There is great confusion about these two plastics. Most books on the wonderful brightly colored jewelry of the 1930s do not understand this distinction. At least one didn't even get the title right, calling itself Bakelite. It's often said that you can identify bakelite by rubbing it vigorously and then smelling your fingers. If you get a sharp pungent odor, it's bakelite.
WRONG! If you get a pungent odor, it's Catalin.
Catalin can be unstable chemically. When stored away in a hot attic for years, it may begin to break down. Sometimes, you will see crystallization beginning in parts of the plastic. That is irreversible damage.
Catalin is made of made from phenol formaldehyde, the same as bakelite. The difference between the two is that Bakelite "pellets" were cooked under high pressure and high heat in a sealed mold. That formed a hard dark-colored material. Catalin was produced by pouring liquid catalin resin into an open mold and baking it at a relatively low temperature for 5-7 days. (Thanks to Peter Simmons for this additional information.)
It is important for collectors to realize that by the 1950s there were many other brightly colored plastics that closely resemble Catalin. These plastics are frequently double mis-identified in antique stores as bakelite when in fact, they aren't even catalin. One common example of this is the red plastic handles on 1950s "silverware" that is almost always labeled bakelite.
Catalin is very flammable, will melt, and is not brittle. Because catalin is so popular, today, it is being produced again and used to copy 1930s items. You can often recognize recent fakes by the evidence of hand tool work.
Introduced in the 1940s, this material is similar in appearance to Bakelite but has a glossy finish and can be given a wide range of colors. It is resistant to water and odor absorption. Therefore it was used in automotive ignitions and in durable plastic dinnerware such as "Lifetime," or "Melmac." Many automotive parts such as distributor caps are made from Melamine. Early "Melmac" is made of Melamine. By the 1960s "Melmac" was being made from other plastics. Melamine is somewhat brittle and somewhat susceptible to flames and heat.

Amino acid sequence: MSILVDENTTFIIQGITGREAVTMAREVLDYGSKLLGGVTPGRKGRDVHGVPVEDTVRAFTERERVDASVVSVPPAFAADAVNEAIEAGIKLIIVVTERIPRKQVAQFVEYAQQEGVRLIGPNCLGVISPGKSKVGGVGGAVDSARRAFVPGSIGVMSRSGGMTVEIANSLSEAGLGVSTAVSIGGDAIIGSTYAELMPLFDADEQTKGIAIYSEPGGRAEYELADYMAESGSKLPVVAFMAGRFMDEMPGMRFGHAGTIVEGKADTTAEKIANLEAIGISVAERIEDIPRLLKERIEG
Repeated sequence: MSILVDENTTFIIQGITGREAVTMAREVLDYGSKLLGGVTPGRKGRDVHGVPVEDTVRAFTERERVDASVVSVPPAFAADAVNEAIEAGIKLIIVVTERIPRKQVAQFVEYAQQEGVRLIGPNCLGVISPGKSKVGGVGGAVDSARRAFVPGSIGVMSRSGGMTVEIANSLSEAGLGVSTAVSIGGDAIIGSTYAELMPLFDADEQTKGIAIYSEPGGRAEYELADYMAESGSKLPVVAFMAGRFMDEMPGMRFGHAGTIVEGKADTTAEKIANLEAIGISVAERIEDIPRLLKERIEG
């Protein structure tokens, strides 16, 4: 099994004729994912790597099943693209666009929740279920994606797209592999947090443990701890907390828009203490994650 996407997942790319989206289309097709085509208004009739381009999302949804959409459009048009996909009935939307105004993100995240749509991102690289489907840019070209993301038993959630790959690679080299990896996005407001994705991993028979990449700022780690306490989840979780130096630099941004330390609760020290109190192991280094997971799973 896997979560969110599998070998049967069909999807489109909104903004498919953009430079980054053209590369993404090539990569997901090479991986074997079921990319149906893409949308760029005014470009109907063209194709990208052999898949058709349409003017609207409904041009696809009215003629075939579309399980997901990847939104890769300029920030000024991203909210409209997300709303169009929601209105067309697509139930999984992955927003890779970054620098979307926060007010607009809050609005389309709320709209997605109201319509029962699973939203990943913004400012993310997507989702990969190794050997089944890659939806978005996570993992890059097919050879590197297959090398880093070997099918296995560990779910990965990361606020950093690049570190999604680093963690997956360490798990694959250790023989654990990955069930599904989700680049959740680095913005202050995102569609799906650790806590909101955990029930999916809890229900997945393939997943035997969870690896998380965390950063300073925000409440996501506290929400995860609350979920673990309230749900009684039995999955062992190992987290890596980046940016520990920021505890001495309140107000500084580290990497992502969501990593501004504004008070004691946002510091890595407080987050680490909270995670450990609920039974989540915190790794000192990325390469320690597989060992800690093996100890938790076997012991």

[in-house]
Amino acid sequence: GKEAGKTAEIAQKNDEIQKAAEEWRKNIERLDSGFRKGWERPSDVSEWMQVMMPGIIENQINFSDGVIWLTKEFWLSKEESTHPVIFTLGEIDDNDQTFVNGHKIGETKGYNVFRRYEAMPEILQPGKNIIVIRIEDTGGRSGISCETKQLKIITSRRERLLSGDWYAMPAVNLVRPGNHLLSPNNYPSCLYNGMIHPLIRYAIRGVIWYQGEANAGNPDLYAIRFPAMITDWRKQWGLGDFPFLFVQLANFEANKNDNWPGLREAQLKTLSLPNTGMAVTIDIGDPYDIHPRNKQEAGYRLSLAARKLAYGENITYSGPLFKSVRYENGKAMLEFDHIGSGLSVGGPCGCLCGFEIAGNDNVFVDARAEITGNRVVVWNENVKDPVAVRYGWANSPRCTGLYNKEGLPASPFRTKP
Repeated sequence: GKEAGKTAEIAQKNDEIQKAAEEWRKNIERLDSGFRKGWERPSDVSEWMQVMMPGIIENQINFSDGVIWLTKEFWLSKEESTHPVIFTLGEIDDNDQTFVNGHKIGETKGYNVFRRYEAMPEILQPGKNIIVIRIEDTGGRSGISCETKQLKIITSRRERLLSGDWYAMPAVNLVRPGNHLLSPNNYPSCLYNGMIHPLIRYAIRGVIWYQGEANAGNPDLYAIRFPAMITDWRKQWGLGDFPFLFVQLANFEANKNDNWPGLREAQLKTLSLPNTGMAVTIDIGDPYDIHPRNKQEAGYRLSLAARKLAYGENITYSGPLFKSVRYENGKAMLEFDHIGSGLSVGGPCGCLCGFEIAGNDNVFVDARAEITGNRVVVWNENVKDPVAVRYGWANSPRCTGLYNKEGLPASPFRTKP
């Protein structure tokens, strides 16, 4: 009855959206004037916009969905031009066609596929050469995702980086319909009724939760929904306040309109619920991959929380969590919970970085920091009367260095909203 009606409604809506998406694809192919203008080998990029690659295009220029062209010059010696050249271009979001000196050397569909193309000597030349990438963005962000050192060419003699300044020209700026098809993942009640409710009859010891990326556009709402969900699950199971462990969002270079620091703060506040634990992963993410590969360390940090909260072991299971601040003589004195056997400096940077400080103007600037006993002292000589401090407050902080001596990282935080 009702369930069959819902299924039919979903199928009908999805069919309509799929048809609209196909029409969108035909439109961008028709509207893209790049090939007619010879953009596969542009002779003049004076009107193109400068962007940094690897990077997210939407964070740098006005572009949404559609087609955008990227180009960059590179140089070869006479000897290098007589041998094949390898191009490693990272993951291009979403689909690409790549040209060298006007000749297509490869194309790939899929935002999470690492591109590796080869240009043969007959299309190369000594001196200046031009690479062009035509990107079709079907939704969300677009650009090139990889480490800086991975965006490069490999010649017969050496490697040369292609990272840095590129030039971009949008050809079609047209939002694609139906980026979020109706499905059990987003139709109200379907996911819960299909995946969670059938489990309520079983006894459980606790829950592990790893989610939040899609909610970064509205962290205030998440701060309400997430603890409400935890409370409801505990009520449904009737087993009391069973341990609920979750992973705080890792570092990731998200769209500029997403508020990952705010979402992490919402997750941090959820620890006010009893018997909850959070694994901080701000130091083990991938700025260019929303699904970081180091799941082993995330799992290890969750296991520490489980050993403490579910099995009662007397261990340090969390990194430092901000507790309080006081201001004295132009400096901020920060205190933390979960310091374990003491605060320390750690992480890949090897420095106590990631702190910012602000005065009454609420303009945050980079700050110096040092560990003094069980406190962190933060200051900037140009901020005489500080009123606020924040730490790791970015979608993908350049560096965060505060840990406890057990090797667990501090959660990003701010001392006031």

Casein plastics had a much less prolific life cycle. It wasn't as durable as bakelite and it wasn't as attractive and easily worked as Catalin. It was widely used in automobiles on gear shifts, interior door and window knobs and other interior decorative trims. As anyone who has tried to restore a 1940s car knows, those are some of the hardest parts to find, because the heat caused them to disintegrate and crumble.
Polystyrene represents a class of plastics that became common around 1950. It quickly supplanted Catalin because it could be produced in bright colors but injection molded to take complex shapes without the need for hand work. It is very brittle and highly susceptible to damage from heat. It was used to produce inexpensive toys and household items. The plastic Easter bunnies or Santas or model airplanes of our childhoods are made of Polystyrene. The material wasn't strong enough for the usage so the items frequently broke. It was Polystyrene that gave all plastics the negative connotation of inferior and unnatural that became prevalent in the 70s and 80s. Because unbroken pieces are so rare, and because so many of the toys of our youth were made from it, polystyrene has become a very popular collectible plastic.
Today, there are hundreds of plastics for every use. They are carefully tailored to their intended use and largely fulfil the century old promise of plastic as a cheap durable effective material for everyday objects. Many people are drawn to the plastics of yesteryear because of their historic, aesthetic, and nostalgic significance. Bakelite allowed the modern industrial world to emerge. Catalin captured the beauty of the deco style of the thirties. Polystyrene brings back memories of the (broken) toys of our own childhood. And most important of all, Celluloid saved the elephants!